listmodule, you can write your own
Some libraries are de-facto deprecated as it is known they have certain limitations. The way Erlang tend to work however is that older modules known to have trouble are removed fairly slowly from the language - there may be a user out there, however poor that module is.
I cannot agree with the bad documentation. Erlang has excellent documentation. There a man-pages for every module, accessible with
erl -man listsfor instance (provided your distribution of Erlang is correctly built) and we have several online places where you can look up function definitions. In addition many modules have users guides which you can use to get started quickly. There even is an efficiency guide so you know how to write efficient code and there is a set of programming conventions with good advice on how to structure your programs.
Usually the documentation of functions are rather good I think. If you find something which you think is poorly documented, I’d advice you to make a patch against the documentation and discuss the change with others. Improving documentation is more important than ranting on its inadequacy.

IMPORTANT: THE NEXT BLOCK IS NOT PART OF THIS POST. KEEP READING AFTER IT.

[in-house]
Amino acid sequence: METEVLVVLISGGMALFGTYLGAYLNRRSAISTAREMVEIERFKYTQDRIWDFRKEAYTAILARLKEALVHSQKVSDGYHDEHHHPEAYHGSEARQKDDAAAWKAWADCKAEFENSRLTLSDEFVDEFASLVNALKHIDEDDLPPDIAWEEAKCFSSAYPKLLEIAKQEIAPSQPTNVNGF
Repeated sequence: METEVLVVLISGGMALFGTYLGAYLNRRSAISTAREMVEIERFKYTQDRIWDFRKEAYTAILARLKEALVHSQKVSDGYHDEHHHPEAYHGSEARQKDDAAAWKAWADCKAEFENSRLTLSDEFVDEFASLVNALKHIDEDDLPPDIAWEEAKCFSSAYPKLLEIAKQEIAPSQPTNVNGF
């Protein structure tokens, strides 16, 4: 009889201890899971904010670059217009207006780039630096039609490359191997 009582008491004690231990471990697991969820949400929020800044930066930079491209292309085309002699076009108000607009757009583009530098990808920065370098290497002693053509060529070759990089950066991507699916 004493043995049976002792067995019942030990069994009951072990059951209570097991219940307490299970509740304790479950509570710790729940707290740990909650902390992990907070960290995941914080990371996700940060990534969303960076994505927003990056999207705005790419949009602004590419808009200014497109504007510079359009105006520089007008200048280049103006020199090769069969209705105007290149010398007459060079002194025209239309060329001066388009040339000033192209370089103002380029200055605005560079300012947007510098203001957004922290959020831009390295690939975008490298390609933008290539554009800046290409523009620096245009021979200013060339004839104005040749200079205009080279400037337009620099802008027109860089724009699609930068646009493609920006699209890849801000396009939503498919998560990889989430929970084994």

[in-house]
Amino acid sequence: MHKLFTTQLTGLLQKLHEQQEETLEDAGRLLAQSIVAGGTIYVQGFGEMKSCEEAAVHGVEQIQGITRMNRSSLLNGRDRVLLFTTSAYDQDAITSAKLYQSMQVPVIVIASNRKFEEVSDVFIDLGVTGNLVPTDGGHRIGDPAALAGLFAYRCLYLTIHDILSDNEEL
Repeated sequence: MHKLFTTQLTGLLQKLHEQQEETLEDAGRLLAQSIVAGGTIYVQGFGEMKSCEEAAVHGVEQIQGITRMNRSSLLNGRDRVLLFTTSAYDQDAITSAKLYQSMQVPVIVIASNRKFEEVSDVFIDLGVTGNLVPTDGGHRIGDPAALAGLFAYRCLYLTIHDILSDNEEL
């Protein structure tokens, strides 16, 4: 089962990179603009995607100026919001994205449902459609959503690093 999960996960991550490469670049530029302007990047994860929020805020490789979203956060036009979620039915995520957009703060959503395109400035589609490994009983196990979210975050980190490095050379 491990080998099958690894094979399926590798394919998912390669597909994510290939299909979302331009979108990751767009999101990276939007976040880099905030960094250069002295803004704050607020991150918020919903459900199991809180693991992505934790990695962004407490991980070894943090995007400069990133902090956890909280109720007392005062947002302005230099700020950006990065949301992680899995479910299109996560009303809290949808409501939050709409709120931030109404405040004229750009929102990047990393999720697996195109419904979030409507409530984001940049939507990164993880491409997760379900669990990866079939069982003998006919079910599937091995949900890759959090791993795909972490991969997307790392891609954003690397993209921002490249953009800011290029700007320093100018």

3. Only a few people have written production level codes and you rarely get to hear from them.
I have written production level code in Erlang, namely a BitTorrent client good enough for everyday use. Our performance is currently as good as most other BitTorrent clients, CPU and memory-wise, despite we are writing the client in a “slow” language. I have also written programs professionally in Erlang - for the Web, but I am getting ahead of myself.